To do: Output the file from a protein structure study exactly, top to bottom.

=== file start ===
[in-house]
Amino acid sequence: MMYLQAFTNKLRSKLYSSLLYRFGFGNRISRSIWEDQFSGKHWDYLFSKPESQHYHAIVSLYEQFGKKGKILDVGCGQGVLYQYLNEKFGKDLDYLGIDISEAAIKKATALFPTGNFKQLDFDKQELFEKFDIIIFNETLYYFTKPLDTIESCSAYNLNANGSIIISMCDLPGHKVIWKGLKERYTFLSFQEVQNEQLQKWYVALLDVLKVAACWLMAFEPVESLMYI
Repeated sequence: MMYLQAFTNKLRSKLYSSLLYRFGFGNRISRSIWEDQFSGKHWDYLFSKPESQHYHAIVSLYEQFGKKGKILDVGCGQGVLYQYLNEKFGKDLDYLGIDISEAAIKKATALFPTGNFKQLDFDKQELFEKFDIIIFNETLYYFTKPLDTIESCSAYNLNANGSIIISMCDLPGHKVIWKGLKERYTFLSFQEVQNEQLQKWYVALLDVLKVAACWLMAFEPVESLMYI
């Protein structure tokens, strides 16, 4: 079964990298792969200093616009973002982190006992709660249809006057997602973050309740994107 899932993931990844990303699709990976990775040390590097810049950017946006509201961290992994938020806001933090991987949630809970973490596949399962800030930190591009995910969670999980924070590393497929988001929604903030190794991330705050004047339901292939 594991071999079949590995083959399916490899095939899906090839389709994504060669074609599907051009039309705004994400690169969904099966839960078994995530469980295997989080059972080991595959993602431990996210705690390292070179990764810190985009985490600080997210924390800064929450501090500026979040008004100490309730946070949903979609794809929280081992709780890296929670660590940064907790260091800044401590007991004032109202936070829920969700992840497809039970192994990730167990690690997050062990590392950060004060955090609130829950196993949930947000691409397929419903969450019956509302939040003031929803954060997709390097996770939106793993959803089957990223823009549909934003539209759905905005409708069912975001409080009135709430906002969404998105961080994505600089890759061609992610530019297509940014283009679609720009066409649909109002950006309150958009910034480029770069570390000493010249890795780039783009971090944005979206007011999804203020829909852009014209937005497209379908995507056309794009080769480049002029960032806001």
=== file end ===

[in-house]
Amino acid sequence: MMYLQAFTNKLRSKLYSSLLYRFGFGNRISRSIWEDQFSGKHWDYLFSKPESQHYHAIVSLYEQFGKKGKILDVGCGQGVLYQYLNEKFGKDLDYLGIDISEAAIKKATALFPTGNFKQLDFDKQELFEKFDIIIFNETLYYFTKPLDTIESCSAYNLNANGSIIISMCDLPGHKVIWKGLKERYTFLSFQEVQNEQLQKWYVALLDVLKVAACWLMAFEPVESLMYI
Repeated sequence: MMYLQAFTNKLRSKLYSSLLYRFGFGNRISRSIWEDQFSGKHWDYLFSKPESQHYHAIVSLYEQFGKKGKILDVGCGQGVLYQYLNEKFGKDLDYLGIDISEAAIKKATALFPTGNFKQLDFDKQELFEKFDIIIFNETLYYFTKPLDTIESCSAYNLNANGSIIISMCDLPGHKVIWKGLKERYTFLSFQEVQNEQLQKWYVALLDVLKVAACWLMAFEPVESLMYI
């Protein structure tokens, strides 16, 4: 079964990298792969200093616009973002982190006992709660249809006057997602973050309740994107 899932993931990844990303699709990976990775040390590097810049950017946006509201961290992994938020806001933090991987949630809970973490596949399962800030930190591009995910969670999980924070590393497929988001929604903030190794991330705050004047339901292939 594991071999079949590995083959399916490899095939899906090839389709994504060669074609599907051009039309705004994400690169969904099966839960078994995530469980295997989080059972080991595959993602431990996210705690390292070179990764810190985009985490600080997210924390800064929450501090500026979040008004100490309730946070949903979609794809929280081992709780890296929670660590940064907790260091800044401590007991004032109202936070829920969700992840497809039970192994990730167990690690997050062990590392950060004060955090609130829950196993949930947000691409397929419903969450019956509302939040003031929803954060997709390097996770939106793993959803089957990223823009549909934003539209759905905005409708069912975001409080009135709430906002969404998105961080994505600089890759061609992610530019297509940014283009679609720009066409649909109002950006309150958009910034480029770069570390000493010249890795780039783009971090944005979206007011999804203020829909852009014209937005497209379908995507056309794009080769480049002029960032806001």